this is an interesting RPG in that it is one of the few Diceless systems out there. not only is it Diceless, but it has no randomizers of any kind, such as cards that games like Dragonlance saga used. I found this book by accident actually, I stumbled on the kick starter for the supplement book and pledged on that as it seemed cool and they had a pledge level that included an at cost core book as an option. I did not have any idea what to expect as I had never played AMBER which is this games spiritual predecessor to this game. this book is produced by Rite publishing which was headed by Steven D Russell who sadly passed away in 2016.
the art work in this book is very nice, though very computer ish as in it seems most of the art was done via computer and none by hand, this may not be true it just seems like it. not that that diminishes from the quality of the work.the setting is nice and it inspires me to use the basic premise in other games. the premise being you are powerful lords of well gossamer and shadow and you have found your way to an infinite staircase that connects to every world every made. in some games you start as weak and have to build up, in this game you start as gods in all but name.
now to talk about the biggest issue about the game. the lack of randomizing elements. now the issue for me is that the book says that certain actions can influence a fight between equal, but give you no mechanics on how these actions interact. for example two people with the same warfare state fight one defends on attacks which action wins? the answer is I have no idea. maybe it is who ever is better at describing their actions maybe? the issue with that is what happens when on player is just not as imaginative with combat as another then will the more imaginative player always win when the stats are equal? the other issue to be is that from what i read the player/ NPC with the higher stats always wins a contest. this means a person with an average warfare (the lowest warfare ranking) fights a player/ NPC with rank one Warfare (the highest) the rank one will be the winner always. even if the average warfare player is in a giant death to the world mega invulnerable mech suit with total annihilation missiles and the rank one is naked and armed with a pool noodle the rank one player will win. this seems very off to me. now there is a chance i may be missing a rule some where, but there are very few rules for me to miss.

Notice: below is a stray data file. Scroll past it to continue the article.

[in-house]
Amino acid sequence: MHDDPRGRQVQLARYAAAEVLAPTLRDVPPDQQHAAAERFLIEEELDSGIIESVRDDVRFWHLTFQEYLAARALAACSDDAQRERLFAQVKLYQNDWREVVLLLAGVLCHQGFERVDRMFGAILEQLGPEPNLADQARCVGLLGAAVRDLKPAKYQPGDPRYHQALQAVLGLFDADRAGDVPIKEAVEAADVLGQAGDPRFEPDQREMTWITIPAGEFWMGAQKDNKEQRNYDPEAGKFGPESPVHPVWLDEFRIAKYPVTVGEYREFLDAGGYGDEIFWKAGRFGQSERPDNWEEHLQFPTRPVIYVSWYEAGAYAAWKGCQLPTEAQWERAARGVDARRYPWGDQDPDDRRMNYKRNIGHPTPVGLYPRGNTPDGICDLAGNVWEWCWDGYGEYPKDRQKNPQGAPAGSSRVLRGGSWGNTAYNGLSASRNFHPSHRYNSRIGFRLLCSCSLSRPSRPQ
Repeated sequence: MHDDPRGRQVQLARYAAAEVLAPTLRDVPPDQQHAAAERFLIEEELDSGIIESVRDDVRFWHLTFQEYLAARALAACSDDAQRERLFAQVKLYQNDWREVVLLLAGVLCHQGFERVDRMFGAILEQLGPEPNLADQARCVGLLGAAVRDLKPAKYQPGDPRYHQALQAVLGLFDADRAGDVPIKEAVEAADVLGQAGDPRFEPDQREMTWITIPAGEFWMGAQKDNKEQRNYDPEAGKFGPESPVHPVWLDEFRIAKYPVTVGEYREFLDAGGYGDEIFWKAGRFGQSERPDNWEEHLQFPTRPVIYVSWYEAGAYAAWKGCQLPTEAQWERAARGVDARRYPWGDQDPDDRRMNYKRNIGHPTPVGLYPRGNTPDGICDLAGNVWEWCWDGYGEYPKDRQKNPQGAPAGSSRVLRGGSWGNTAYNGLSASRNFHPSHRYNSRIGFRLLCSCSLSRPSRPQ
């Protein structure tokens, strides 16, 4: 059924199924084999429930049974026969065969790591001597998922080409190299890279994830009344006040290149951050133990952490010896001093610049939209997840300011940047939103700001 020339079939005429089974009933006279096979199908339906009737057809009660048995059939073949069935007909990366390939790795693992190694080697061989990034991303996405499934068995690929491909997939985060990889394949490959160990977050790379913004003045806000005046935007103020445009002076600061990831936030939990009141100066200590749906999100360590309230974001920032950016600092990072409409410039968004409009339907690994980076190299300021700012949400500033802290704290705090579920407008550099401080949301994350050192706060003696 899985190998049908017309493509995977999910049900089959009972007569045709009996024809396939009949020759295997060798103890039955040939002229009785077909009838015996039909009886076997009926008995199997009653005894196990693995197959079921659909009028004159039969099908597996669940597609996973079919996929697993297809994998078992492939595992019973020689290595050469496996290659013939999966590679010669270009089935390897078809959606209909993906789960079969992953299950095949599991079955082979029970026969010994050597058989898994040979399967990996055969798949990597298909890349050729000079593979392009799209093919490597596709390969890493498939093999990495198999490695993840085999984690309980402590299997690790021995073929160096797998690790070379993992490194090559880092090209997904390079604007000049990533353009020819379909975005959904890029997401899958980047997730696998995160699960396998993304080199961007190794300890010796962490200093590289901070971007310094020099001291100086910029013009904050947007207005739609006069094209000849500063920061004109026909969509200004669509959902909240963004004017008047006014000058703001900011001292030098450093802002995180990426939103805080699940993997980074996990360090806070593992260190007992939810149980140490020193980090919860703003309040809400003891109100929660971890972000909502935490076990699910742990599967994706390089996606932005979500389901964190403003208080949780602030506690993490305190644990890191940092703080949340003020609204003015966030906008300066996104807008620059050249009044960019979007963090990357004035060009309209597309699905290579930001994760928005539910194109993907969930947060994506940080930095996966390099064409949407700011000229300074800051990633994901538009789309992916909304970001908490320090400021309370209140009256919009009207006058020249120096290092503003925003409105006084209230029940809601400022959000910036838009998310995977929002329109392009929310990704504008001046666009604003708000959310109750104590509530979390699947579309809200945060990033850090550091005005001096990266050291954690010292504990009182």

the other issue to me is that the game heavily hints that the players should be competitors to one another, but the setting is not clear on why this is the case. I think it is a hold over from AMBER where i believe the players played the children of large galactic dynasties and those dynasties competed over resources. that dynamic though is not in Lords so it seems to me a bit odd to assume the players would compete when there is no reason in setting for it.
over all this is very rules light and relies on narration. so if you are tired of all the dice rolls and want a game that is all about the story then this is for you. I also recommend this game to collectors as it is a nice example of a diceless rpg. especially considering AMBER is out of print and hard to find